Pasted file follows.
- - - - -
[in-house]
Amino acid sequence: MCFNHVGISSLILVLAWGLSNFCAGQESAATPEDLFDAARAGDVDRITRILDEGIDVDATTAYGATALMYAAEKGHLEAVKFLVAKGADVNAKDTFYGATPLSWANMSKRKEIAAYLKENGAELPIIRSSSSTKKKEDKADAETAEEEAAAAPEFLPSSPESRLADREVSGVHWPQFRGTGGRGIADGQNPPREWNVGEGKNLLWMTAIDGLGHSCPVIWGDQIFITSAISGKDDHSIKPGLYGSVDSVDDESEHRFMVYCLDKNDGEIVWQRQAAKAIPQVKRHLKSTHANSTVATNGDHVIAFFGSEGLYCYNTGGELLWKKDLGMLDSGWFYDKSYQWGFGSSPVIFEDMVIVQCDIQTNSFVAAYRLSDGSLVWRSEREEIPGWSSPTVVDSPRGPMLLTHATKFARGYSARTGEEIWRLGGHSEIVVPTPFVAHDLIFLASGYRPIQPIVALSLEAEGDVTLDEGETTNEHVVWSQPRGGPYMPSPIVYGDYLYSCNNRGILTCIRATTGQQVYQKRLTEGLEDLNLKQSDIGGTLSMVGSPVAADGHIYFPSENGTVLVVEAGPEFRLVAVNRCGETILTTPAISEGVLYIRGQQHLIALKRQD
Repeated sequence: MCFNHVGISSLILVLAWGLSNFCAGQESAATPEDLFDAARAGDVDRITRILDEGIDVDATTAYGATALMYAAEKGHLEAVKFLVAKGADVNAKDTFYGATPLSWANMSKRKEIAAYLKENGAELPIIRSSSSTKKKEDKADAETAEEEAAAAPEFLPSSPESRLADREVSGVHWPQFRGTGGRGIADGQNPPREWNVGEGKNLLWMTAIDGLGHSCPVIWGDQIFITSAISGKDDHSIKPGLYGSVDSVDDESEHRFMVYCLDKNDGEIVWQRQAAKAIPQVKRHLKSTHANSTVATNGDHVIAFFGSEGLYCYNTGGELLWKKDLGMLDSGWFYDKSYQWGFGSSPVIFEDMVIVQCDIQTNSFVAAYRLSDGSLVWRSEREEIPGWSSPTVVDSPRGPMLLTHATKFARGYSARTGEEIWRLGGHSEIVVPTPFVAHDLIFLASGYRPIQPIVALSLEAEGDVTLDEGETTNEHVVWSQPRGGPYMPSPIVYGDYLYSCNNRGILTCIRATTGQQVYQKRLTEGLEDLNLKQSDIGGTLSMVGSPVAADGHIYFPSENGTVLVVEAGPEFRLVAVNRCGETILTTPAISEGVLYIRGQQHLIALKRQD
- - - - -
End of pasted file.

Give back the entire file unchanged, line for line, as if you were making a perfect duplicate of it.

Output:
[in-house]
Amino acid sequence: MCFNHVGISSLILVLAWGLSNFCAGQESAATPEDLFDAARAGDVDRITRILDEGIDVDATTAYGATALMYAAEKGHLEAVKFLVAKGADVNAKDTFYGATPLSWANMSKRKEIAAYLKENGAELPIIRSSSSTKKKEDKADAETAEEEAAAAPEFLPSSPESRLADREVSGVHWPQFRGTGGRGIADGQNPPREWNVGEGKNLLWMTAIDGLGHSCPVIWGDQIFITSAISGKDDHSIKPGLYGSVDSVDDESEHRFMVYCLDKNDGEIVWQRQAAKAIPQVKRHLKSTHANSTVATNGDHVIAFFGSEGLYCYNTGGELLWKKDLGMLDSGWFYDKSYQWGFGSSPVIFEDMVIVQCDIQTNSFVAAYRLSDGSLVWRSEREEIPGWSSPTVVDSPRGPMLLTHATKFARGYSARTGEEIWRLGGHSEIVVPTPFVAHDLIFLASGYRPIQPIVALSLEAEGDVTLDEGETTNEHVVWSQPRGGPYMPSPIVYGDYLYSCNNRGILTCIRATTGQQVYQKRLTEGLEDLNLKQSDIGGTLSMVGSPVAADGHIYFPSENGTVLVVEAGPEFRLVAVNRCGETILTTPAISEGVLYIRGQQHLIALKRQD
Repeated sequence: MCFNHVGISSLILVLAWGLSNFCAGQESAATPEDLFDAARAGDVDRITRILDEGIDVDATTAYGATALMYAAEKGHLEAVKFLVAKGADVNAKDTFYGATPLSWANMSKRKEIAAYLKENGAELPIIRSSSSTKKKEDKADAETAEEEAAAAPEFLPSSPESRLADREVSGVHWPQFRGTGGRGIADGQNPPREWNVGEGKNLLWMTAIDGLGHSCPVIWGDQIFITSAISGKDDHSIKPGLYGSVDSVDDESEHRFMVYCLDKNDGEIVWQRQAAKAIPQVKRHLKSTHANSTVATNGDHVIAFFGSEGLYCYNTGGELLWKKDLGMLDSGWFYDKSYQWGFGSSPVIFEDMVIVQCDIQTNSFVAAYRLSDGSLVWRSEREEIPGWSSPTVVDSPRGPMLLTHATKFARGYSARTGEEIWRLGGHSEIVVPTPFVAHDLIFLASGYRPIQPIVALSLEAEGDVTLDEGETTNEHVVWSQPRGGPYMPSPIVYGDYLYSCNNRGILTCIRATTGQQVYQKRLTEGLEDLNLKQSDIGGTLSMVGSPVAADGHIYFPSENGTVLVVEAGPEFRLVAVNRCGETILTTPAISEGVLYIRGQQHLIALKRQD